Becoming like children – what learning professionals can learn from Sugata Mitra’s experiments


I just watched this really inspirational video where Professor Sugata Mitra of Newcastle University shares the findings of his ‘hole in the wall’ experiments. Put simply, he places networked computers into public spaces in poor communities in India (and other countries) and children use them to teach themselves all sorts of things. This has led to the professor’s concept of Self Organised Learning Environments – SOLEs as a new model of primary education.

A shorter video than the one I watched is here, from TED talks (17 minutes):

Professor Mitra’s research findings have big implications for primary education, but I have been wondering – do they have any implications for adult learning?

I want to outline here just some thoughts I have had reflecting on this.

Become like children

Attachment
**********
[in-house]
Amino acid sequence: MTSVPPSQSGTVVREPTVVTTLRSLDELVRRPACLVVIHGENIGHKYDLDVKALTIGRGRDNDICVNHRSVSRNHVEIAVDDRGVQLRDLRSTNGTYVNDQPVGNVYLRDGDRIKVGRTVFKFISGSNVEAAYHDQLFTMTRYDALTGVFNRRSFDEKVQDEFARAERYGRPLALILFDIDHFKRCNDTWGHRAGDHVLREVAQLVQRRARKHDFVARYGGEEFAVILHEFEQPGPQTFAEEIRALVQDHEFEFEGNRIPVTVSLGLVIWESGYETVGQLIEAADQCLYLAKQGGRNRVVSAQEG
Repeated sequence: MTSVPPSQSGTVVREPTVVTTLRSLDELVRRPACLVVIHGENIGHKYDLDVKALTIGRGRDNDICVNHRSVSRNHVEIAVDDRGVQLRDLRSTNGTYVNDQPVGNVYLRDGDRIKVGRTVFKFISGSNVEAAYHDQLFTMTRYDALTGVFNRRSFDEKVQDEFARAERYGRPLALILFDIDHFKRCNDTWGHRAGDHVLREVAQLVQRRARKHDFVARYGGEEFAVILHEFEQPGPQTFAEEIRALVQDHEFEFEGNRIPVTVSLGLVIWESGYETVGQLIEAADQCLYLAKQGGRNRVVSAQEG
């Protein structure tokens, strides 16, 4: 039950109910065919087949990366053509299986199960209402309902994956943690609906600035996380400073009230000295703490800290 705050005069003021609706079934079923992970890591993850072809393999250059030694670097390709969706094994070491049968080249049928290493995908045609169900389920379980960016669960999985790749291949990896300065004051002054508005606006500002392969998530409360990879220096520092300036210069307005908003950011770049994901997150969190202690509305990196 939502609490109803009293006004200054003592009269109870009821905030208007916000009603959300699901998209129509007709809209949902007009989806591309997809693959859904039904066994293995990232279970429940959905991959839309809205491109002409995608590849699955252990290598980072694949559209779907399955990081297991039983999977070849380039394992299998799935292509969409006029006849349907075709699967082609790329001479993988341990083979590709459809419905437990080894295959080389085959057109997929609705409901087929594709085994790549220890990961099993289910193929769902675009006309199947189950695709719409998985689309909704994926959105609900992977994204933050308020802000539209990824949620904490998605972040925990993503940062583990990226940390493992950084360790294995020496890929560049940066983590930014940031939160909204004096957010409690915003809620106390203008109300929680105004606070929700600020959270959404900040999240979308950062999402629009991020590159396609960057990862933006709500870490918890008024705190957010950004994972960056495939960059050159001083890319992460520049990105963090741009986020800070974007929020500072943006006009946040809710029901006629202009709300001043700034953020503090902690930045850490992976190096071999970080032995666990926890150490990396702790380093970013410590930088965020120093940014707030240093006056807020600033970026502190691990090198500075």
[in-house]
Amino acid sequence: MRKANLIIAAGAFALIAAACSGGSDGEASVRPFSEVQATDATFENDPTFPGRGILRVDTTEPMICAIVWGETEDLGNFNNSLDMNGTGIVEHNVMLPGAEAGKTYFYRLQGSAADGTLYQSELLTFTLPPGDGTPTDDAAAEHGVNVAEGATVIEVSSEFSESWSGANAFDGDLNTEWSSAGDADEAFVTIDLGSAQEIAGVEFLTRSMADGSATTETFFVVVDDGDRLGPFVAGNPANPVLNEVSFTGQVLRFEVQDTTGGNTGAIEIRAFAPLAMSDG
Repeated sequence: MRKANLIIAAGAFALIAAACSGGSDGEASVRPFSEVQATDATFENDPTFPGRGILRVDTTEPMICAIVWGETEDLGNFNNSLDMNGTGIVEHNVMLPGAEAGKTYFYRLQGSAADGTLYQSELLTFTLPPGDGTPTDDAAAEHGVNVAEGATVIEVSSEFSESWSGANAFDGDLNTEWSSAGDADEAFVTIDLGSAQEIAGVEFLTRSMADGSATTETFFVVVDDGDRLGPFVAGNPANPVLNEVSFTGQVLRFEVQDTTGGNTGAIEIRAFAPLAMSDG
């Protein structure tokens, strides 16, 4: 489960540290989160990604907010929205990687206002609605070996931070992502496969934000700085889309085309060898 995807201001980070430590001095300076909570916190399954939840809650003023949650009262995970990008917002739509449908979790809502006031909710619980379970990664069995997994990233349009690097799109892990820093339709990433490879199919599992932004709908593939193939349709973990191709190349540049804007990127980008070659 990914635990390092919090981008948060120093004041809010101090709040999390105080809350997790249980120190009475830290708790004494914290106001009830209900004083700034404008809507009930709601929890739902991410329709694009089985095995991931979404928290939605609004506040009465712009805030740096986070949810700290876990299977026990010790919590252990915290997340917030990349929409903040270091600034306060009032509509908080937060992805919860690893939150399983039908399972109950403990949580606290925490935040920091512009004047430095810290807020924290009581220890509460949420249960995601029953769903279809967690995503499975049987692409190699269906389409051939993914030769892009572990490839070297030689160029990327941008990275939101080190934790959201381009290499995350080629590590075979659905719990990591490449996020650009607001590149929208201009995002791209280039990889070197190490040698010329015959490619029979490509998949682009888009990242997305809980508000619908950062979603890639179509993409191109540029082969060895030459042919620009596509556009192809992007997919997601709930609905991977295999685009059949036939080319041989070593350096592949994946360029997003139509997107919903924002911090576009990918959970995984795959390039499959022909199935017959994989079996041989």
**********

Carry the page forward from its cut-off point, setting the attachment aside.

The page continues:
Firstly, without thinking of the actual experiments with computers themselves, we adults have a great deal to learn from children. Something I have noticed when trying to help adults learn to use social media and other internet tools, is that to learn how to use them, you have to play with them. This is very counter-intuitive for many adults – it doesn’t feel like working and it doesn’t feel like learning (I wonder when we ‘learnt’ that playing isn’t work or learning? – that’s a whole phd there!). Just clicking on something to see what it will do does not come naturally to lots of people. This is probably because computers used to panic when you did things like that – we can all remember the days of odd system alerts like ‘syntax error’ and then the blue screen of death. Children don’t have this fear – we have all seen tiny kids grab a smartphone and use it better than we can. My nephew does it with my iPhone every time I see him – he’ll come to me with a voice recording he’s made and then distorted where I didn’t even know it did that!